The Mughal imperial elite slowly lost dominance to the petty kings, the
In such conditions, the British were sucked into the Indian economy by the
dynamic of its political economy as much as by their own relentless drive for
profit. The Company succeeded considerably in harnessing the efforts of the
developing Indian commercial classes and in transforming the hereditary
service elite into a Western-oriented professionalised administrative class in
the service of the Company.
The economic and social changes in India ensuing from the activities of the
English and other European East India Companies facilitated the British
conquest and annexation of the Indian states. The Mughal Empire that had
earlier benefited from burgeoning Indian commercial energies lost control
over them. European trade also weakened the rulers of Bengal, forcing them
to search fruitlessly for other sources of revenue.
European commercial forces even distorted and incapacitated Indian society
on the West coast. Similarly, those local states (Mysore and the Marathas in
particular) which rose up against the British at first provoked the Company to
strengthen its military but these states soon withered as they exhausted the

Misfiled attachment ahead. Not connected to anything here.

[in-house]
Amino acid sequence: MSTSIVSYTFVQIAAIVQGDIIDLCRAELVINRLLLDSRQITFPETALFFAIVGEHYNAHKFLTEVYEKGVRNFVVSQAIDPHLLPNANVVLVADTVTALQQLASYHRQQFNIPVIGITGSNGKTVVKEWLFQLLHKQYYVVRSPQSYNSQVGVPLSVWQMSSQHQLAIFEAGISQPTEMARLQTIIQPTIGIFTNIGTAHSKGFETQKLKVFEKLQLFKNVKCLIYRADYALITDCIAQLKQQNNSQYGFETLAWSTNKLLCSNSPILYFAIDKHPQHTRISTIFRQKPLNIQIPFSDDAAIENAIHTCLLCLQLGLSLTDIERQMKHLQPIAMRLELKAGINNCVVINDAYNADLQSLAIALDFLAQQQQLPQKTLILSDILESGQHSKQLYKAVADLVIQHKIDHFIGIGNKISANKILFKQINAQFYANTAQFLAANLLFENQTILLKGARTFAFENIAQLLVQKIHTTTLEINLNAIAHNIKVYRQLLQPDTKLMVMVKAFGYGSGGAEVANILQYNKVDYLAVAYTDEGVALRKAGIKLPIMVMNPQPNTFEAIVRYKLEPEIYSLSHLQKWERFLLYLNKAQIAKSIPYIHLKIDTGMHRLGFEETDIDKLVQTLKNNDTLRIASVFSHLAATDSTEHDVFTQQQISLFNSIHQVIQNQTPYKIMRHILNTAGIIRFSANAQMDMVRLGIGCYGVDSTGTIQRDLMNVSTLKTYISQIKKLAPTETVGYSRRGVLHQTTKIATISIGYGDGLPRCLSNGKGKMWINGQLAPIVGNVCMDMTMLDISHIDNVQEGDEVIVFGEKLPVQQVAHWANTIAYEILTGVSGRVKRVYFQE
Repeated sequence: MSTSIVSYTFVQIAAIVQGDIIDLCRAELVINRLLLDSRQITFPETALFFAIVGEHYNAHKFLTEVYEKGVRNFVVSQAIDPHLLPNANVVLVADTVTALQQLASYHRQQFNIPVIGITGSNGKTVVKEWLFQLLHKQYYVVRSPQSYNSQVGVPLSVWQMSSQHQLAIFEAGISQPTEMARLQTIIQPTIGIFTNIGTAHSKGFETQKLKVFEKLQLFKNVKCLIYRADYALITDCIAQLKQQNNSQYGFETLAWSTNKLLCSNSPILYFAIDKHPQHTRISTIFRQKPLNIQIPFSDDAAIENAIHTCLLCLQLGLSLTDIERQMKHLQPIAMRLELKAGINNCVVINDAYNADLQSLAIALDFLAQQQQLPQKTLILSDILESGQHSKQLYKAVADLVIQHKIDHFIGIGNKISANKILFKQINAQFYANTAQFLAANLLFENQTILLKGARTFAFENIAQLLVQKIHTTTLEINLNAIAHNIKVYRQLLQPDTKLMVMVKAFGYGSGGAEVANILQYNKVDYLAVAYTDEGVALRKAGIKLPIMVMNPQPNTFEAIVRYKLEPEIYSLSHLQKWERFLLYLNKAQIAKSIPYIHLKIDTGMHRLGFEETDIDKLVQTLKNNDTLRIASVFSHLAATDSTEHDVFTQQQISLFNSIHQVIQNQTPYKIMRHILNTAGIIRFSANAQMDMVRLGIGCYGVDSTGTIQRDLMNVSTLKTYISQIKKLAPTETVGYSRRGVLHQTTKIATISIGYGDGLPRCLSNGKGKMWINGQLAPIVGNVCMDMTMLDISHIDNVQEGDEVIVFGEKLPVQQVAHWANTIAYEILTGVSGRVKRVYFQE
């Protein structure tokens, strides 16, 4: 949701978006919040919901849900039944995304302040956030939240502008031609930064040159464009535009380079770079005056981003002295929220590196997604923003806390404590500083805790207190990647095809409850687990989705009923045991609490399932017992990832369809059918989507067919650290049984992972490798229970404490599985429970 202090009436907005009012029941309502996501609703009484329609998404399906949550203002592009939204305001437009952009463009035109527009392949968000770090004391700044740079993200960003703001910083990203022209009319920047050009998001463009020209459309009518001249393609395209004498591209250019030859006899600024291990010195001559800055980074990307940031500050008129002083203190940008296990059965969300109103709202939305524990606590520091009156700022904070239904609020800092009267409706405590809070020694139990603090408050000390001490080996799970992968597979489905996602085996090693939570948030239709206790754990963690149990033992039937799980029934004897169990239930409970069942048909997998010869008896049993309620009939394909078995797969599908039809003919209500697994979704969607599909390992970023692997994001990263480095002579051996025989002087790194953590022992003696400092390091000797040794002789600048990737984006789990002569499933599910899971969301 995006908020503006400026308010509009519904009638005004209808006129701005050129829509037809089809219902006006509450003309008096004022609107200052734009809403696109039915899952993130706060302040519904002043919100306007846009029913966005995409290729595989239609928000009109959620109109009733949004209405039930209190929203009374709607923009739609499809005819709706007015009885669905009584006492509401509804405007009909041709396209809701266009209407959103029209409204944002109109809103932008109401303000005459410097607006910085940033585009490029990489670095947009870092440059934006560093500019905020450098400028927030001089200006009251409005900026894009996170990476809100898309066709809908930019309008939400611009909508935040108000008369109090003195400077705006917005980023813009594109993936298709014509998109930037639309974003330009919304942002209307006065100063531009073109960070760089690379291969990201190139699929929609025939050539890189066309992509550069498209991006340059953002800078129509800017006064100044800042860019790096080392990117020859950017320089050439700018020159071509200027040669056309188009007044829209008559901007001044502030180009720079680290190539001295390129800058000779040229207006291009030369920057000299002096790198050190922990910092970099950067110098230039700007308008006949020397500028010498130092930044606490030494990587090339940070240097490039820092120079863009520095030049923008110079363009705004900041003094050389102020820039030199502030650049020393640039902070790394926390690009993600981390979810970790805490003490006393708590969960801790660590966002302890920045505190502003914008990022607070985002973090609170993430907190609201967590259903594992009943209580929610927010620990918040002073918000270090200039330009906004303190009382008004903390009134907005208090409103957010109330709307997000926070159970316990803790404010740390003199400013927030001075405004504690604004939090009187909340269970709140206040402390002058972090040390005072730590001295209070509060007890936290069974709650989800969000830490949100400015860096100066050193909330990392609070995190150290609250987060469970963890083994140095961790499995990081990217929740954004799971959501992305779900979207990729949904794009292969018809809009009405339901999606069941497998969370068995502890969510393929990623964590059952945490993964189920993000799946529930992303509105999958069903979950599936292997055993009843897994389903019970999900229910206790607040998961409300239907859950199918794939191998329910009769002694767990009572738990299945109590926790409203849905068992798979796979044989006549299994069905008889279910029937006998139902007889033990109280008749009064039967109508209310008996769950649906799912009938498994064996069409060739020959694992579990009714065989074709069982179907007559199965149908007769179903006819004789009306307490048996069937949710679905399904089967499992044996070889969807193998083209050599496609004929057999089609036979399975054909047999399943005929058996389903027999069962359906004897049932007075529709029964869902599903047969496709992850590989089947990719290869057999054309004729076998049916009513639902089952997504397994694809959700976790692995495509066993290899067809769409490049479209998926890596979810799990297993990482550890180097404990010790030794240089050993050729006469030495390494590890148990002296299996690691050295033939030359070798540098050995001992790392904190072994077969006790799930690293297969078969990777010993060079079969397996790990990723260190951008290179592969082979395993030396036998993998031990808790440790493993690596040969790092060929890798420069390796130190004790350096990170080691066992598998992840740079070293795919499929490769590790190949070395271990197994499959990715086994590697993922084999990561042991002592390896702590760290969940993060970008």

resources of their territories in India and were prevented by British naval
strength from reaching commercial routes outside the subcontinent. Britain
thus made India dependent on its international economic system, dislocating
the indigenous society and weakening rulers throughout India.
Colonial Officials and Historians The moral valuation in writing about
the British annexations has changed a lot over time. While Robert Clive, John
Malcolm and other British officials executing the annexations generally
agreed that they and their colleagues were motivated by personal ambition,
they took pride in this as an indication of British superiority over Indians.
But, during the post-Independence period, this assumption of British moral
superiority is no longer acceptable. Nevertheless, some sections of popular
British history still regard the British soldiers and administrators who carried
out the annexation of the fabled Orient in a positive, even romantic light.
Post-Colonial Historians More scholarly writing, however, (in a time
when blatant imperialism is almost an international taboo) tends to take one